Distribution of training intensities - an annual training plan


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In order to get the maximal benefit of training, the rower (coach) should know the categories of training intensities, or in different terms – the intensity zones.

The individual intensity zones help the coach to describe training intensities for particular athlete in order to maximize the benefit of each training session.

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Distribution of training intensities - an annual training plan

  1. 1.  Training planning andanalysis tips Rowing technique videos Applicable bits of rowingresearchJarek MäestuSports Scientist (PhD),Ex rower and rowing coach,Rowing Academy ScientistSPORTLYZERROWING ACADEMYDISTRIBUTION OFTRAINING INTENSITIESAnnual training plan
  2. 2. SPORTLYZERROWING ACADEMYIn order to get the maximal benefit of training, the rower (coach) should know thecategories of training intensities, or in different terms – the intensity zones.The individual intensity zones help the coach to describe training intensities for particularathlete in order to maximize the benefit of each training session.If not tracking the zones the coach may only assume to which certain energy pathway thetraining has influenced the athlete and how does this further reflect the adaptation.
  3. 3. SPORTLYZERROWING ACADEMYOne of the methods is based on lactate concentration in blood and was successfullyused in former East Germany and unified Germany (Hagerman, 2000), with theintensities divided into four intensity zones based on blood lactate concentrationsmeasured post exercise.By following the trainings of the rowers the contribution of each intensity zone to annualtraining plan was calculated.Training period Training intensity zones % of total training volumeI II I+II III IVLactate below2 mmol/LLactate 2-4mmol/LLactate 4-8mmol/LLactate above8 mmol/LPreparatory periodAutumn/winter 90-94% 5-8% 98-99% 1% 0-1%Winter/Spring 86-88% 5-9% 93-95% 4% 1-3%Competition period 70-77% 15-22% 92-93% 6% 2%Training intensity zone distribution during the annual cycle (modified from Hagerman, 2000)
  4. 4. SPORTLYZERROWING ACADEMYUS national team incorporated slightly more detailed zone descriptions, with purelyanaerobic intensities also in use.Trainingintensity zonesused in USnational team(modified fromHagerman,2000)Zone description WorkouttimeEffort(%)HR max(%)Lactate(mmol/L)Energy systems involvedAnaerobic 1 10-30s 100 NA NA PCrAnaerobic2 30-90 s 95-100 NA max Anaerobic lacticTransportation 90s-10min 90-95 90-95 6-10 Anaerobic lactic (most)Aerobic (less)Anaerobic threshold 10-20 min 85-90 85-90 4-6 Anaerobic lactic (less)Aerobic (most)Utilization 1 10-40 min 75-85 75-85 2-4 Predominantly aerobicUtilization 2 30-120 min 65-75 65-75 below 2 AerobicUtilization 3 30-120 min 55-65 55-65 below 2 Aerobic
  5. 5. SPORTLYZERROWING ACADEMYThe three zone model has also been proposed and successfully used in rowers(Guellich et al 2009; Seiler et al. 2009) with Zone 1 corresponding to intensities below thefirst ventilatory turnpoint, Zone 3 to intensities higher than the second ventilatory turnpointand Zone 2 to intensitites between the two ventilatory turnpoints.Three zone model based onthe ventilatory turnpoints.Black line indicates minuteventilation and blue line thecorresponding lactateconcentration (modified fromSeiler et al., 2009)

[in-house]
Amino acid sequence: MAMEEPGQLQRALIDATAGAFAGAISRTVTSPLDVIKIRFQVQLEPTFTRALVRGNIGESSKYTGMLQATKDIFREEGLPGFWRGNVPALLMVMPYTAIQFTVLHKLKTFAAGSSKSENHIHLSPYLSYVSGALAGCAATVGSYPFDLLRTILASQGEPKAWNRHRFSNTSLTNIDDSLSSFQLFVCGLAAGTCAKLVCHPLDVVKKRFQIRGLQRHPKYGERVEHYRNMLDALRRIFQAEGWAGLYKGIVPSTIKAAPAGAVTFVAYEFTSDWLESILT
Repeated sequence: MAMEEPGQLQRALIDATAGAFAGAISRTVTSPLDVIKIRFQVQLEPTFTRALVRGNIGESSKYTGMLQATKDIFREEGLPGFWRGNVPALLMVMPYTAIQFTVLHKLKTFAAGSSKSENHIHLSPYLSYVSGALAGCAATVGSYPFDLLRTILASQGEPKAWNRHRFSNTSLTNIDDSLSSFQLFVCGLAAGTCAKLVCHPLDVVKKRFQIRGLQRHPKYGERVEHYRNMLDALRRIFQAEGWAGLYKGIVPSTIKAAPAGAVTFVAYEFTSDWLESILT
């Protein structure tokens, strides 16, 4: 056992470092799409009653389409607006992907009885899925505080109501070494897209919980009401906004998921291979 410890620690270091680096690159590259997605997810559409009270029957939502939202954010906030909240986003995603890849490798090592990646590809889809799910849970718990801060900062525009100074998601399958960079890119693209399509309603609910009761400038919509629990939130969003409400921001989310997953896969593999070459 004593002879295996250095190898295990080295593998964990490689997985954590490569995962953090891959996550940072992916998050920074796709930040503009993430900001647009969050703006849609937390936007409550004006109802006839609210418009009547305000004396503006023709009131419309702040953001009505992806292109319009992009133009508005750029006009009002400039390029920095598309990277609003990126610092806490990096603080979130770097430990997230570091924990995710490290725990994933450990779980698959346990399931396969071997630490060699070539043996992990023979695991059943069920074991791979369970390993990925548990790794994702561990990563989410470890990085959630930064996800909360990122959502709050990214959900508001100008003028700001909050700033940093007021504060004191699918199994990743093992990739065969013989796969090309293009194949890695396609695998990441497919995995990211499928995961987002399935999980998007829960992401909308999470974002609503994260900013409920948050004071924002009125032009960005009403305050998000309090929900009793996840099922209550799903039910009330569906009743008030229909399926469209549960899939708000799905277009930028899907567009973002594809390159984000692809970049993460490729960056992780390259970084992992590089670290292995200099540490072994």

6. 6. SPORTLYZERROWING ACADEMYSo far we have viewed intensity zone models that are described by heart rate values forathletes to control intensity. However, intensity zones based on 2000 m racing speedhave also been proposed (Fritsch, 2000)Training intensity zones defined by the 2000 m race speed (modified from Fritz, 2000)Intensity Zone Intensity level(% of racing speed)Workout/intervallength (min)Zone1 Below 70 Over 90Zone 2 70-75 30-90Zone 3 75-85 10-30Zone 4 85-95 6-10Zone 5 95-100 3-6Zone 6 100-110 1
  7. 7. SPORTLYZERROWING ACADEMYIn conclusionThere is no general rule which intensity zone model could be suggested for annualplanning. Although the availability today of the GPS devices can make the speed modelattractive to use, the intensity control by heart rate is probably more effective. At least foranalyzing the trainings, the three zone model could be most effective, as it is based onphysiological changes in the body.
  8. 8. SPORTLYZERROWING ACADEMYReferences• Fritsch W. Rowing. Meyer & Meyer Sport, 2000• Guellich A, Seiler S, Emrich E. Training methods and intensity distribution of youngworld-class rowers. Int J Sports Physiol Perf 2009; 4: 448-460.• Hagerman FC. The physiology of competitive rowing. In: Garrett Jr W, Kirkendall DT,editors. Exercise and Sport Science, Lippincott Williams & Wilkins, Philadelphia 2000:843-73.• Seiler S, Tonnessen E. Intervals, thresholds and long slow distance: The role ofintensity and duration in endurance training. Sportsci 2009; 13: 32-53.
  9. 9. SPORTLYZERROWING ACADEMYHey, before you go!Please Tweet, Like, +1 and share this presentationif you found it helpful or entertaining.Next slide: learn more about the Rowing Academy
  10. 10. Sportlyzer Rowing AcademySportlyzer Rowing Academy is No 1 source forrowing coaches looking for inspiration and ideas to:• make training plans more effective• plan and analyze athletes progress better• learn from other coaches experienceDiscover more• Annual training plan• Distribution of training volume• Training intensityMore related reading